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1 PREPARING SPORTS REPORTERS OF THE FUTURE: 21 ST CENTURY SPORTS R EPORTING PRACTICES AND CURRICULU MS By MATTHEW R. CRETUL A THESIS PRESENTED TO THE GRADUATE SCHOOL OF THE UNIVERSITY OF FLORIDA IN PARTIAL FULFILLMENT OF THE R EQUIREMENTS FOR THE DEGREE OF MASTER OF ARTS IN MASS COMMUNICATION UNIVERSITY OF FLORIDA 2013
2 2013 Matthew R. Cretul
3 T o my wife, who pushed me ( )
4 ACKNOWLEDGMENTS I would l ike to thank my committee chair Dr. Wayne Wanta, and committee member Dr. Debbie Treise for agreeing to be part of this madness. I would also like to thank my advisor Dr. Johanna Cleary for keeping me on track and checking up on me from time to time Than ks go to all the people who took time out to help me, agreed to be interviewed and kept me sane. I have to t hank God for making dreams come true Special thanks to the good doctor, Dr. Andy Selepak for corralling all my wayward thoughts and tangents, and for proofreading my neophyte academic w riting Finally, ve had to keep up with almost my entire life.
5 TABLE OF CONTENTS page ACKNOWLEDGMENTS ................................ ................................ ................................ .. 4 LIST OF TABLES ................................ ................................ ................................ ............ 7 ABSTRACT ................................ ................................ ................................ ..................... 8 CHAPTER 1 INTRODUCTION ................................ ................................ ................................ ...... 9 Purpose of Study ................................ ................................ ................................ .... 10 Curriculums for the 21st Century ................................ ................................ ............ 11 2 LITERATURE REVIEW ................................ ................................ .......................... 14 Proliferation of Sports in Media ................................ ................................ ............... 14 Sports and Culture ................................ ................................ ................................ .. 16 Sports and Society ................................ ................................ ................................ .. 18 Popularity of Sports ................................ ................................ ................................ 20 New Century, New Media ................................ ................................ ....................... 23 Media Literacy ................................ ................................ ................................ ........ 26 Media Convergence ................................ ................................ ................................ 29 Hiring Practices in Convergence ................................ ................................ ............. 32 Convergence and Media Literacy in Curriculum ................................ ..................... 35 Research Questions ................................ ................................ ............................... 37 3 METHODOLOGY ................................ ................................ ................................ ... 39 RQ 1 In depth Interviews ................................ ................................ ........................ 39 RQ 2 Curriculum Analysis ................................ ................................ ....................... 41 RQ 3 Analysis ................................ ................................ ................................ ......... 43 4 RESULTS ................................ ................................ ................................ ............... 45 RQ1 What Skills are Employers Seeking? ................................ ........................... 46 RQ2 What Practices are Taught in Sports Journalism Programs? ....................... 52 RQ3 Are Sports Reporters Being Taught What They Need? ............................... 55 5 DISCUSSION ................................ ................................ ................................ ......... 58 Program Differences ................................ ................................ ............................... 58 Practical Implications ................................ ................................ .............................. 59 Practical implications for Educational Institutions ................................ ............. 60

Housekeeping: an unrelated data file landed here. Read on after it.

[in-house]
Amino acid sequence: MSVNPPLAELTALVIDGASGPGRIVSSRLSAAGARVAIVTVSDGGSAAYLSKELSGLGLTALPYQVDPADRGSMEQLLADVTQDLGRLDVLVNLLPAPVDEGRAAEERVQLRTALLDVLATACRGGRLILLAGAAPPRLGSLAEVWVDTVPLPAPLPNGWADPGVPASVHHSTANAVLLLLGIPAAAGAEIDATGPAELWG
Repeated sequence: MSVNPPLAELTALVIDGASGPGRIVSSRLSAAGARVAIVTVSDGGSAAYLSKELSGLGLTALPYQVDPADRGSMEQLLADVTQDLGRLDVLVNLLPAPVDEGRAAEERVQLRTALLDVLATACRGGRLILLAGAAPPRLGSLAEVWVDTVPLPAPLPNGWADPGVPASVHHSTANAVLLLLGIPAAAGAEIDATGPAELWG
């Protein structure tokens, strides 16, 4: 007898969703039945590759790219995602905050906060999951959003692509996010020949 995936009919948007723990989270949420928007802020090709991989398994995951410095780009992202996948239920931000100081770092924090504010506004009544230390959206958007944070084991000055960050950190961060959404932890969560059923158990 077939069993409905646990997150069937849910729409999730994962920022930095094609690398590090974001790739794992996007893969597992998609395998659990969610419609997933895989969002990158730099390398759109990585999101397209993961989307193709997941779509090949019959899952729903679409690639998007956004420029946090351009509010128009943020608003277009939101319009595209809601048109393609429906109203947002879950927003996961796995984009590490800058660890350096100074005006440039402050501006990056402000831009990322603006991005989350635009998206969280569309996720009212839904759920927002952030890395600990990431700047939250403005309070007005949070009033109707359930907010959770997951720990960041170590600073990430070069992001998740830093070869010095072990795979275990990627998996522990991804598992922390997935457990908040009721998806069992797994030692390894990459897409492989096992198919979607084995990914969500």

6 6 CONCLUSION ................................ ................................ ................................ ........ 62 Limitations of Study ................................ ................................ ................................ 63 Future Research ................................ ................................ ................................ ..... 63 APPENDIX RESPONDENT EMAIL ................................ ................................ ................................ .. 65 INTERVIEW QUESTIONS ................................ ................................ ............................ 66 CODING SHEET ................................ ................................ ................................ ........... 67 NIELSEN 2012 2013 DESIGNATED MARKET AREAS 150 210 ................................ 69 LIS T OF REFERENCES ................................ ................................ ............................... 74 BIOGRAPHICAL SKETCH ................................ ................................ ............................ 79